Although female Great Spreadwings feature the same yellow thoracic stripe as males, several other field markers are different. Female eyes are paler blue and two-toned. Females have a noticeably thicker abdomen, minus the male coloration on S9-10. And of course, female terminal appendages are different from male appendages.

A Great Spreadwing damselfly (Archilestes grandis) spotted at Huntley Meadows Park, Fairfax County, Virginia USA. This individual is a female.

06 NOV 2016 | Huntley Meadows Park | Great Spreadwing (female)

(See a full-size version of the original photo, without annotation.)

Female Great Spreadwing damselflies, like all female odonates, have two cerci (sing. cercus), superior appendages that have little or no function. Also notice two styli (sing. stylus), structures that serve as sensors (like “curb feelers“) in egg positioning during oviposition.

A Great Spreadwing damselfly (Archilestes grandis) spotted at Huntley Meadows Park, Fairfax County, Virginia USA. This individual is a female.

06 NOV 2016 | Huntley Meadows Park | Great Spreadwing (female)

All three photos of the female are full-frame, that is, uncropped; the photo of the male was cropped slightly, only because I’m almost as obsessed with the way the edges of a photo look as the subject of the photo! Although I’m not opposed to cropping photos for better composition, I prefer to get it right in-camera.

A Great Spreadwing damselfly (Archilestes grandis) spotted at Huntley Meadows Park, Fairfax County, Virginia USA. This individual is a female.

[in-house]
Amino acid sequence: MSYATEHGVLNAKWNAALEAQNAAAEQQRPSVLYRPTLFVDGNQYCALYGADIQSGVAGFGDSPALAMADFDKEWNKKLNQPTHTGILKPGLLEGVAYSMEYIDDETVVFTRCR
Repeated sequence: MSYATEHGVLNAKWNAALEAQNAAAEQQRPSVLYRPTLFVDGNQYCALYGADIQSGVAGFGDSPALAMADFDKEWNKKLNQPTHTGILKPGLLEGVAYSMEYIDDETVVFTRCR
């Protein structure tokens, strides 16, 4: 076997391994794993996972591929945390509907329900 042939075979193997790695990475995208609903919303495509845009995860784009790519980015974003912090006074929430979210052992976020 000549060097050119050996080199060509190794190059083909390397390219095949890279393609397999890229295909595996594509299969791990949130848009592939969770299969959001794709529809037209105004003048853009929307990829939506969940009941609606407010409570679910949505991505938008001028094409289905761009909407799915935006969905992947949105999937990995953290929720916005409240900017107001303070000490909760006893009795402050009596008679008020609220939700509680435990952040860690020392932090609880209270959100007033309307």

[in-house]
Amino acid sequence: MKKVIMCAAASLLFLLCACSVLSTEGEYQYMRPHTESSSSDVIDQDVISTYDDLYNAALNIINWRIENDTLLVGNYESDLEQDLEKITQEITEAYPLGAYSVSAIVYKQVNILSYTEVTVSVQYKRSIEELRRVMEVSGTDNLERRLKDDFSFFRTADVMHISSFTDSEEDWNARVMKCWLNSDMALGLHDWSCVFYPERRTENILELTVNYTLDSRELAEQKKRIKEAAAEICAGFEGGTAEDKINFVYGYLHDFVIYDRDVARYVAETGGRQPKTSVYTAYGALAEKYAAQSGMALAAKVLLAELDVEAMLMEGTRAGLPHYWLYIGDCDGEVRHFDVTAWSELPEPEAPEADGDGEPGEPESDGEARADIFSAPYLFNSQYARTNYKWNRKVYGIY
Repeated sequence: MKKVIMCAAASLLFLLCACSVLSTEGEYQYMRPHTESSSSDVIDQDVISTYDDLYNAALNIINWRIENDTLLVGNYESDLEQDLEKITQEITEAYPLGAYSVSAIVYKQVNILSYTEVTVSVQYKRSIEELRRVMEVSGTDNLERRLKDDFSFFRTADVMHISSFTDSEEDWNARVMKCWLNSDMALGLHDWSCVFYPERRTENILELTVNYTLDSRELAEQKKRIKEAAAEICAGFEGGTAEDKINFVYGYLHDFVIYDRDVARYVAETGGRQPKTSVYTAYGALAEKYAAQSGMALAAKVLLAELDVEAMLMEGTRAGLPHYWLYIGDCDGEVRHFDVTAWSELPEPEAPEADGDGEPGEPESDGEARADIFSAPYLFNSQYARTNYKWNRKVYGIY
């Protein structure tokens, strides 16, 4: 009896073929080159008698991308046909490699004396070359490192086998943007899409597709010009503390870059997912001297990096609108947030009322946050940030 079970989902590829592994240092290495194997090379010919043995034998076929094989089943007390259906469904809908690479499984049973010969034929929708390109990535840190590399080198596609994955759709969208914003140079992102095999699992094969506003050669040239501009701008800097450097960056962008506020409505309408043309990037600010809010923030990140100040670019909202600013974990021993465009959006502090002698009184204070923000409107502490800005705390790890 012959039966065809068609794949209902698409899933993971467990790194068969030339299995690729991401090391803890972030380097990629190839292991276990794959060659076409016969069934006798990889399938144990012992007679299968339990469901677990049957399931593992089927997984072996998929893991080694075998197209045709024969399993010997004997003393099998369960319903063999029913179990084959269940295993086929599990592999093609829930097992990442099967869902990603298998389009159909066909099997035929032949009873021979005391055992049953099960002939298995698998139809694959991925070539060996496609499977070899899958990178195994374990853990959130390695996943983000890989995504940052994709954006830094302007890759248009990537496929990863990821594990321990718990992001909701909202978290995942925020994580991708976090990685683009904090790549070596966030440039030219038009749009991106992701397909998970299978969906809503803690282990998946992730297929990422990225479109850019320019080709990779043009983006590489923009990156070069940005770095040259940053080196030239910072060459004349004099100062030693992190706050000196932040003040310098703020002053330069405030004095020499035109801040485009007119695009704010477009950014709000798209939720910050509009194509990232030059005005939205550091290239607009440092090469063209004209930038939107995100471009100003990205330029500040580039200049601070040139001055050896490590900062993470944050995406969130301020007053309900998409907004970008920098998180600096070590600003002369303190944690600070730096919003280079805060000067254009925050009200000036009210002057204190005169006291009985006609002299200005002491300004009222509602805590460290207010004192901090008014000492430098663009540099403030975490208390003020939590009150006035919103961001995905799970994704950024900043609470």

06 NOV 2016 | Huntley Meadows Park | Great Spreadwing (female)

Related Resources:

Editor’s Note: If you check the EXIF for all four photos, then you will see the time stamp is one hour later than the times shown above. 06 November was the first time I used my camera since the end of Daylight Saving Time (at 2:00 a.m. the same day) — I forgot to reset the time in-camera!

Copyright © 2016 Walter Sanford. All rights reserved.

They’re back!

September 28, 2016

Great Spreadwing damselflies (Archilestes grandis), that is, and it’s good to see them! 22 September is believed to be a new early date for Great Spreadwing at Huntley Meadows Park; the previous early date was 06 October.

Two males were spotted at a vernal pool in a remote location in the park. More photos of both males will be featured in a follow-up post.

Male 1

Both individuals are males, as indicated by their coloration and terminal appendages.

Male 2

Copyright © 2016 Walter Sanford. All rights reserved.

Great Spreadwing damselfly (male)

February 15, 2016

Several Great Spreadwing damselflies (Archilestes grandis) were spotted on 15 October 2015 near a vernal pool in the forest at Huntley Meadows Park. The following individual is a male, as indicated by its coloration, hamules, and terminal appendages.

A Great Spreadwing damselfly (Archilestes grandis) spotted at Huntley Meadows Park, Fairfax County, Virginia USA. This individual is a male.